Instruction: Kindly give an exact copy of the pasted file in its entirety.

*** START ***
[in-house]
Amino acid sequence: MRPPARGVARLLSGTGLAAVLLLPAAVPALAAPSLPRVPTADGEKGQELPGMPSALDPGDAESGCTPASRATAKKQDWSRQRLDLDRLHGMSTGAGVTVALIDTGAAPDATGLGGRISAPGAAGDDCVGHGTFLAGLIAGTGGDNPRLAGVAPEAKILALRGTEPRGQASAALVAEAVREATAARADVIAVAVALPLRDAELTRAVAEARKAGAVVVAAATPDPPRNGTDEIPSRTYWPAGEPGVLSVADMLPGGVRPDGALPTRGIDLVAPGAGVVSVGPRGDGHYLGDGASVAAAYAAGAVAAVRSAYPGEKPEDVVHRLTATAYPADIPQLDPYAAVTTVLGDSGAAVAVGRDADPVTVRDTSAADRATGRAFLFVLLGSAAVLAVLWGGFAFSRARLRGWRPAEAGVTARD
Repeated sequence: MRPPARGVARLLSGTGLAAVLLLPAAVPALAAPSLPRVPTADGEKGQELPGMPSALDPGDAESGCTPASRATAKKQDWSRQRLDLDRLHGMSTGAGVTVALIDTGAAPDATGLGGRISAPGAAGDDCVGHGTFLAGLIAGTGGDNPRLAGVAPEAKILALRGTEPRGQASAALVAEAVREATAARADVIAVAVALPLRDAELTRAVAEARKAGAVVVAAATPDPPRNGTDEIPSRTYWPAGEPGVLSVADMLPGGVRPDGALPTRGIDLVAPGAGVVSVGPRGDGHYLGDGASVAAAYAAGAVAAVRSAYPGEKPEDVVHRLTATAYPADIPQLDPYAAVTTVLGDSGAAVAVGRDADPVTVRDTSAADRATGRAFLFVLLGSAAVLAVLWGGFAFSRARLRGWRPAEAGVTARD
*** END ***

[in-house]
Amino acid sequence: MRPPARGVARLLSGTGLAAVLLLPAAVPALAAPSLPRVPTADGEKGQELPGMPSALDPGDAESGCTPASRATAKKQDWSRQRLDLDRLHGMSTGAGVTVALIDTGAAPDATGLGGRISAPGAAGDDCVGHGTFLAGLIAGTGGDNPRLAGVAPEAKILALRGTEPRGQASAALVAEAVREATAARADVIAVAVALPLRDAELTRAVAEARKAGAVVVAAATPDPPRNGTDEIPSRTYWPAGEPGVLSVADMLPGGVRPDGALPTRGIDLVAPGAGVVSVGPRGDGHYLGDGASVAAAYAAGAVAAVRSAYPGEKPEDVVHRLTATAYPADIPQLDPYAAVTTVLGDSGAAVAVGRDADPVTVRDTSAADRATGRAFLFVLLGSAAVLAVLWGGFAFSRARLRGWRPAEAGVTARD
Repeated sequence: MRPPARGVARLLSGTGLAAVLLLPAAVPALAAPSLPRVPTADGEKGQELPGMPSALDPGDAESGCTPASRATAKKQDWSRQRLDLDRLHGMSTGAGVTVALIDTGAAPDATGLGGRISAPGAAGDDCVGHGTFLAGLIAGTGGDNPRLAGVAPEAKILALRGTEPRGQASAALVAEAVREATAARADVIAVAVALPLRDAELTRAVAEARKAGAVVVAAATPDPPRNGTDEIPSRTYWPAGEPGVLSVADMLPGGVRPDGALPTRGIDLVAPGAGVVSVGPRGDGHYLGDGASVAAAYAAGAVAAVRSAYPGEKPEDVVHRLTATAYPADIPQLDPYAAVTTVLGDSGAAVAVGRDADPVTVRDTSAADRATGRAFLFVLLGSAAVLAVLWGGFAFSRARLRGWRPAEAGVTARD